Each highly maneuverable Tamir interceptor has an active radar seeker and a two-way datalink to receive additional targeting information in-flight to improve its accuracy. A proximity fuze triggers the detonation of a ring-shaped high explosive blast fragmentation warhead inside the interceptor when it gets sufficiently close to its target.
You can read more about this arrangement and how it works in this past piece of ours.
Concerns about the ability of the Iron Dome system to be overwhelmed by incoming fire has led Israel to develop the Iron Beam laser air defense system.
In a 103-second video posted online in April, the IDF showcased what it claimed was the system locking on and destroying rockets, mortars and a drone.
The Iron Beam is a trailer-mounted system with a directed energy weapon. The slickly produced video, with a soundtrack, offers only a limited view of the entire system. Previously, Breaking Defense reported that Israel was developing a system firing “an electric 100-150 kW solid-state laser that will be capable of intercepting rockets and missiles.”
The Iron Beam was touted as “the world’s first energy-based weapons system that uses a laser to shoot down incoming UAVs, rockets & mortars at a cost of $3.50 per shot,” according to a Tweet by former Israeli Prime Minister Naftali Bennett back in April. The system is designed to augment, not replace, the Iron Dome.
Initially, Israel was looking to deploy the system in 2024, according to the Times of Israel. But its military pushed to move the timeline up out of concern that Israel’s current layered air defense system would run out of interceptor missiles for its Iron Dome and other systems.
Highlighting the significance of air defense in the Middle East, one of the first things President Joe Biden did upon arriving in Israel last month was to get a glimpse of the Iron Beam laser air defense system.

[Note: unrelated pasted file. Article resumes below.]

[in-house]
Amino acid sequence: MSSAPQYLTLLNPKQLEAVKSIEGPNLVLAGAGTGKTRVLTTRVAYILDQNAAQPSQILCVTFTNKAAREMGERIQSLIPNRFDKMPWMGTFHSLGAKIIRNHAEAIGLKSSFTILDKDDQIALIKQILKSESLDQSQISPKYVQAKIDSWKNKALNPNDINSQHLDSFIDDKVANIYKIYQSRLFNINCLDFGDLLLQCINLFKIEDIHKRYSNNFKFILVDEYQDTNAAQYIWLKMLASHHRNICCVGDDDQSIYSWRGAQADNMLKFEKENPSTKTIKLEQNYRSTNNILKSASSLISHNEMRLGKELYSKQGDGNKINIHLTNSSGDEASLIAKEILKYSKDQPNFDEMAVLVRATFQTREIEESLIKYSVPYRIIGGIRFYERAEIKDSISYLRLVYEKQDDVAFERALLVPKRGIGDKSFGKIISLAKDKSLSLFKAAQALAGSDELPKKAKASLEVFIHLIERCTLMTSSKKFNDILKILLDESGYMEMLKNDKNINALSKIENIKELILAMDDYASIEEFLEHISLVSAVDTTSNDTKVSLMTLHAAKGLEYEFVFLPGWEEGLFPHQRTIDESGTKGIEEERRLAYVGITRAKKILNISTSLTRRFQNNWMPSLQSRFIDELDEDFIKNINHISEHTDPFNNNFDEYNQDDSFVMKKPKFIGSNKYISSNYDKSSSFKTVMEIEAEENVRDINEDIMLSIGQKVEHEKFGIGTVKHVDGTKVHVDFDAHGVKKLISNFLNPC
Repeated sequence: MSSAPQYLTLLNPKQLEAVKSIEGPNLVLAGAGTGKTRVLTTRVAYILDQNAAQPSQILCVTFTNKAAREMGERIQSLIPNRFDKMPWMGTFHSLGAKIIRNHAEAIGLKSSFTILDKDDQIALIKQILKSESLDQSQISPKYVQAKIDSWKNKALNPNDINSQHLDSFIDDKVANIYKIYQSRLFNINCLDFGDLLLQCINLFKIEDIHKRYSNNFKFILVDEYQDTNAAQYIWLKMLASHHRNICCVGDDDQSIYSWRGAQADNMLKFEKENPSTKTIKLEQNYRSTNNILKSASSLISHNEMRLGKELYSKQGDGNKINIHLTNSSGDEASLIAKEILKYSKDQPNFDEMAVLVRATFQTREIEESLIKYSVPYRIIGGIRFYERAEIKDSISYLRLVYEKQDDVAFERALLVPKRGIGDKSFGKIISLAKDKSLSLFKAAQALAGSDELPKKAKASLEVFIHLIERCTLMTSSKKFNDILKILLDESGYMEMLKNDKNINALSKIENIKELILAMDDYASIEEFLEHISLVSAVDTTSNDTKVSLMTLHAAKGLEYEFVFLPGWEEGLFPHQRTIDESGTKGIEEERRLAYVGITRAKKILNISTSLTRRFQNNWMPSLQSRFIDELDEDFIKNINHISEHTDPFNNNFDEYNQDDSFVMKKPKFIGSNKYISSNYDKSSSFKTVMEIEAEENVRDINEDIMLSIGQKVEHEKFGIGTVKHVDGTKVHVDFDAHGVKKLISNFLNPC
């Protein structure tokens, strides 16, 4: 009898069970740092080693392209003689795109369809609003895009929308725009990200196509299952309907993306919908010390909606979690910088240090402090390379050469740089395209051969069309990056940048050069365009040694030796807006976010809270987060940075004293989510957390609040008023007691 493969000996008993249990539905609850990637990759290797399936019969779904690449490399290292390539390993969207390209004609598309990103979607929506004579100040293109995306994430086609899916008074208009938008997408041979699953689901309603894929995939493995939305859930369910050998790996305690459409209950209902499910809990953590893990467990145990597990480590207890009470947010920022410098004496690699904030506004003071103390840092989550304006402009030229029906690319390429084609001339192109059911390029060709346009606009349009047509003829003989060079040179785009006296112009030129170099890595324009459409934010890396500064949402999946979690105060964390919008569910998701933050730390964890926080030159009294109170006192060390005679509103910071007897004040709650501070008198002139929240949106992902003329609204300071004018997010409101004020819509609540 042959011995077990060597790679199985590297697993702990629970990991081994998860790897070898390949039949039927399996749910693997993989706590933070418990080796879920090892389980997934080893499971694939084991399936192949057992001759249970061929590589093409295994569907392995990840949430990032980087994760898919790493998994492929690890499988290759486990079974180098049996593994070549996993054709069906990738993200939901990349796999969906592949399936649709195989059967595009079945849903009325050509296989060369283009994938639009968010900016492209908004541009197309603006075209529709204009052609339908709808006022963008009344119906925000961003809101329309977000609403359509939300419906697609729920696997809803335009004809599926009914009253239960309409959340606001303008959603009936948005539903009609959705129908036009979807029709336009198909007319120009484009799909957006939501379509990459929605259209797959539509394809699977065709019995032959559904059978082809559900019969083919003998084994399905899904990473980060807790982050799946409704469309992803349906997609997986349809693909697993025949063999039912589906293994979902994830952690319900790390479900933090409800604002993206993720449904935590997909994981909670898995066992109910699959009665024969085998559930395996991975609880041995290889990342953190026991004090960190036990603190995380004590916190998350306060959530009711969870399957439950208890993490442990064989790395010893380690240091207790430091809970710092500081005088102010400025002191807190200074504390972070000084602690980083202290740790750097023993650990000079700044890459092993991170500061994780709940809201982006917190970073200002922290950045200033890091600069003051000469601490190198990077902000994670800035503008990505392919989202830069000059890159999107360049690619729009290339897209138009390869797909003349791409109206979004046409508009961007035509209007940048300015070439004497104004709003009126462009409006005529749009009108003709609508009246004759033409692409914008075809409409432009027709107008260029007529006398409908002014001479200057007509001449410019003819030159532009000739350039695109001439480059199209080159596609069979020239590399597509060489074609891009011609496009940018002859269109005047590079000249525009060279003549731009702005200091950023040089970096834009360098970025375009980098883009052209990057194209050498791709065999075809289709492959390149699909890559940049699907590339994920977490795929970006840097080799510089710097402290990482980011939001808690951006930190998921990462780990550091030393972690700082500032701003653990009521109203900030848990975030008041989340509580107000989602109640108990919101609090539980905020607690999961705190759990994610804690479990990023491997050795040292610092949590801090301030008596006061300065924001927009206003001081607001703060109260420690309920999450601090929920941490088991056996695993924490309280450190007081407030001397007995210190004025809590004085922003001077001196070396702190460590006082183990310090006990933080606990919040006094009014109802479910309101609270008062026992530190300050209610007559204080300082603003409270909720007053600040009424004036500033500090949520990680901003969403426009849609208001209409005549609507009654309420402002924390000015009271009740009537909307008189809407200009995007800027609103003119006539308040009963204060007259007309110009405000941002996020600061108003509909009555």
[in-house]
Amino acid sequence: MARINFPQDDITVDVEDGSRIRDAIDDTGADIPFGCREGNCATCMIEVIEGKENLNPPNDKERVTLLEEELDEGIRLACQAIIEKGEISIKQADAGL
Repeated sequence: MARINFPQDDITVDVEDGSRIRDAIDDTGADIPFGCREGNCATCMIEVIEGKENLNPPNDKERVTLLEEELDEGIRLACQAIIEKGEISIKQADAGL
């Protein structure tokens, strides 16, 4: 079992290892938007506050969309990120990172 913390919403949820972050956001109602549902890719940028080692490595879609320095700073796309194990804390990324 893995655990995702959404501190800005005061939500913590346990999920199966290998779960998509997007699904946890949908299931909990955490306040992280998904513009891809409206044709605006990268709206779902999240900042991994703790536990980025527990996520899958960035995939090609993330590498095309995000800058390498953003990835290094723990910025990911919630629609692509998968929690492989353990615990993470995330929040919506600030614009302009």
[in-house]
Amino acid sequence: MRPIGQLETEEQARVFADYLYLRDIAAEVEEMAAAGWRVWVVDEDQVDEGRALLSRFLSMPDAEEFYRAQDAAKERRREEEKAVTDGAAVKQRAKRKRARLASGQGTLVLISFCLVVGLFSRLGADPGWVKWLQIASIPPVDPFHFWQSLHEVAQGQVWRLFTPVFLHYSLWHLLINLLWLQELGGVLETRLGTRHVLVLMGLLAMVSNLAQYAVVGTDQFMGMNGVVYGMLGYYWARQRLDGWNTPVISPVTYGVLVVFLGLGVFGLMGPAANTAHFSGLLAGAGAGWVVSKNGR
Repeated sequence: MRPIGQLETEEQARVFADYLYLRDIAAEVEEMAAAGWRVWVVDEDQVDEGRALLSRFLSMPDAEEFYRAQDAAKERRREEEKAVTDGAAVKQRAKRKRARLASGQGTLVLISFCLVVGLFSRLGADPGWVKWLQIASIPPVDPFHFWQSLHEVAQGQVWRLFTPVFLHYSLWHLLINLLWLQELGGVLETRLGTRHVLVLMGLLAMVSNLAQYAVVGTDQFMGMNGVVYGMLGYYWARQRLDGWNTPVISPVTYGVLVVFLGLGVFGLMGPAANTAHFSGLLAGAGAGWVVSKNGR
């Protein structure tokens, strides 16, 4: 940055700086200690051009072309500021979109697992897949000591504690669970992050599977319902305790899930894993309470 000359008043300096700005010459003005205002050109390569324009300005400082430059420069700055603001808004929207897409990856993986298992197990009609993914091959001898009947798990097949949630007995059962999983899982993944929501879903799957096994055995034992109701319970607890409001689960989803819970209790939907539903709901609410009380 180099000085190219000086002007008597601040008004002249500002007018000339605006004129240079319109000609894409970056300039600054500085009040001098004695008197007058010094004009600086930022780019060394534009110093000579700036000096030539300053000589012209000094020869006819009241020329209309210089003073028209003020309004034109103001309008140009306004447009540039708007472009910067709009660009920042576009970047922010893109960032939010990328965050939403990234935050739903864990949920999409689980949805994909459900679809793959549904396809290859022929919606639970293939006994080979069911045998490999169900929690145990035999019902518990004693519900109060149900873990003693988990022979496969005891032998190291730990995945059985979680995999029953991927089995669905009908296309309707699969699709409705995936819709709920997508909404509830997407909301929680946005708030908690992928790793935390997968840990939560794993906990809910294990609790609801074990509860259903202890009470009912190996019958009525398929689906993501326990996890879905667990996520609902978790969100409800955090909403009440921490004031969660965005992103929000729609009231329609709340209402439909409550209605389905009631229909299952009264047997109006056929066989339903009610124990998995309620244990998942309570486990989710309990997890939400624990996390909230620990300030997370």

“I’m going straight to a briefing on Israeli missiles and rocket defense capabilities, including the U.S. support for the Iron Dome and Israel’s new laser-enabled system, called the Iron Beam,” Biden said.
Part of that visit was to pitch his vision of regional air defense cooperation between Israel and Sunni Arab nations like Saudi Arabia, United Arab Emirates, Jordan Egypt, Jordan, Bahrain, Saudi Arabia, and Qatar against ballistic missile and drone threats posed by Iran and its proxies.
But any conflict between Israel and militant groups in Gaza raises concerns about wider conflict because both Hamas and PIJ are heavily backed by Iran.
A U.S. military official tells The War Zone that U.S. Central Command, which now has responsibility for military-to-military relations with Israel, did not get advance warning about the IDF attack that killed Jabari, PIJ fighters and Palestinian civilians.
A senior U.S. defense official tells The War Zone that it has seen no movement by Iran so far in the wake of that attack and ensuing PIJ response.
But it is still early. As we saw in May 2021. And in June 2006 during the even bloodier Israel-Hezbollah conflict that killed about 1,200 Lebanese, mostly civilians, and 160 Israelis – mostly troops fighting Hezbollah inside Lebanon.
We will keep you informed regarding this quickly developing story.